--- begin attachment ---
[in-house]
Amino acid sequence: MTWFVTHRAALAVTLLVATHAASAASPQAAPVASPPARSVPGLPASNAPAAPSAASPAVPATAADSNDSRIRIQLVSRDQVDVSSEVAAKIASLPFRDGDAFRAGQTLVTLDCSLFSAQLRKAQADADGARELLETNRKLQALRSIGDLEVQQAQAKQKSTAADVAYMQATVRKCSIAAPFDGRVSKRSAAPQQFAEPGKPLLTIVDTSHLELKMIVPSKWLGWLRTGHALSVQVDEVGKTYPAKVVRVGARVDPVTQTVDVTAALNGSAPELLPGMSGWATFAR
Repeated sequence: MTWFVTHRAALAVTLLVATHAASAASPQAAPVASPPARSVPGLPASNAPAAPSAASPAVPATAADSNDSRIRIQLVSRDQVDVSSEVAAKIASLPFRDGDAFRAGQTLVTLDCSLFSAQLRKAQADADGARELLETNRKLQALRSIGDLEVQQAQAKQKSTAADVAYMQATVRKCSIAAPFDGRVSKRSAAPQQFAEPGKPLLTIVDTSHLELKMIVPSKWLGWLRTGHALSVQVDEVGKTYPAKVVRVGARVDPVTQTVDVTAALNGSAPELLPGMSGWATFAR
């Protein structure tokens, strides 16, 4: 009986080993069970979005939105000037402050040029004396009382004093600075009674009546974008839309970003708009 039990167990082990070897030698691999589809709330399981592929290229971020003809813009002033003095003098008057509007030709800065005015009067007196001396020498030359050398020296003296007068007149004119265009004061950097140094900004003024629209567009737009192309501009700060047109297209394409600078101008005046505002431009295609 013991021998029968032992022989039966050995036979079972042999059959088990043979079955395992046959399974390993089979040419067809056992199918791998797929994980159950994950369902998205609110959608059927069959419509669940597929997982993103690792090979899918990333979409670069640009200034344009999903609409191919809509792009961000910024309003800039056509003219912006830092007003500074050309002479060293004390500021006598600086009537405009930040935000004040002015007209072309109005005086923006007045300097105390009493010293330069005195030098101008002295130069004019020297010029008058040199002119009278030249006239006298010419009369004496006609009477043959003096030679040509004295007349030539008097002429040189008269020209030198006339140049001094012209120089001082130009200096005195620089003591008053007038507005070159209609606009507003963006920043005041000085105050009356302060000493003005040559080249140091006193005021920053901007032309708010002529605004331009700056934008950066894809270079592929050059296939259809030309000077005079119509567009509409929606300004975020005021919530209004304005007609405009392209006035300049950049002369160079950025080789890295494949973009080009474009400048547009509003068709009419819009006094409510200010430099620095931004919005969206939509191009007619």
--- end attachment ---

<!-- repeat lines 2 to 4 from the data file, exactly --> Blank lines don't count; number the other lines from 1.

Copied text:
Amino acid sequence: MTWFVTHRAALAVTLLVATHAASAASPQAAPVASPPARSVPGLPASNAPAAPSAASPAVPATAADSNDSRIRIQLVSRDQVDVSSEVAAKIASLPFRDGDAFRAGQTLVTLDCSLFSAQLRKAQADADGARELLETNRKLQALRSIGDLEVQQAQAKQKSTAADVAYMQATVRKCSIAAPFDGRVSKRSAAPQQFAEPGKPLLTIVDTSHLELKMIVPSKWLGWLRTGHALSVQVDEVGKTYPAKVVRVGARVDPVTQTVDVTAALNGSAPELLPGMSGWATFAR
Repeated sequence: MTWFVTHRAALAVTLLVATHAASAASPQAAPVASPPARSVPGLPASNAPAAPSAASPAVPATAADSNDSRIRIQLVSRDQVDVSSEVAAKIASLPFRDGDAFRAGQTLVTLDCSLFSAQLRKAQADADGARELLETNRKLQALRSIGDLEVQQAQAKQKSTAADVAYMQATVRKCSIAAPFDGRVSKRSAAPQQFAEPGKPLLTIVDTSHLELKMIVPSKWLGWLRTGHALSVQVDEVGKTYPAKVVRVGARVDPVTQTVDVTAALNGSAPELLPGMSGWATFAR
């Protein structure tokens, strides 16, 4: 009986080993069970979005939105000037402050040029004396009382004093600075009674009546974008839309970003708009 039990167990082990070897030698691999589809709330399981592929290229971020003809813009002033003095003098008057509007030709800065005015009067007196001396020498030359050398020296003296007068007149004119265009004061950097140094900004003024629209567009737009192309501009700060047109297209394409600078101008005046505002431009295609 013991021998029968032992022989039966050995036979079972042999059959088990043979079955395992046959399974390993089979040419067809056992199918791998797929994980159950994950369902998205609110959608059927069959419509669940597929997982993103690792090979899918990333979409670069640009200034344009999903609409191919809509792009961000910024309003800039056509003219912006830092007003500074050309002479060293004390500021006598600086009537405009930040935000004040002015007209072309109005005086923006007045300097105390009493010293330069005195030098101008002295130069004019020297010029008058040199002119009278030249006239006298010419009369004496006609009477043959003096030679040509004295007349030539008097002429040189008269020209030198006339140049001094012209120089001082130009200096005195620089003591008053007038507005070159209609606009507003963006920043005041000085105050009356302060000493003005040559080249140091006193005021920053901007032309708010002529605004331009700056934008950066894809270079592929050059296939259809030309000077005079119509567009509409929606300004975020005021919530209004304005007609405009392209006035300049950049002369160079950025080789890295494949973009080009474009400048547009509003068709009419819009006094409510200010430099620095931004919005969206939509191009007619």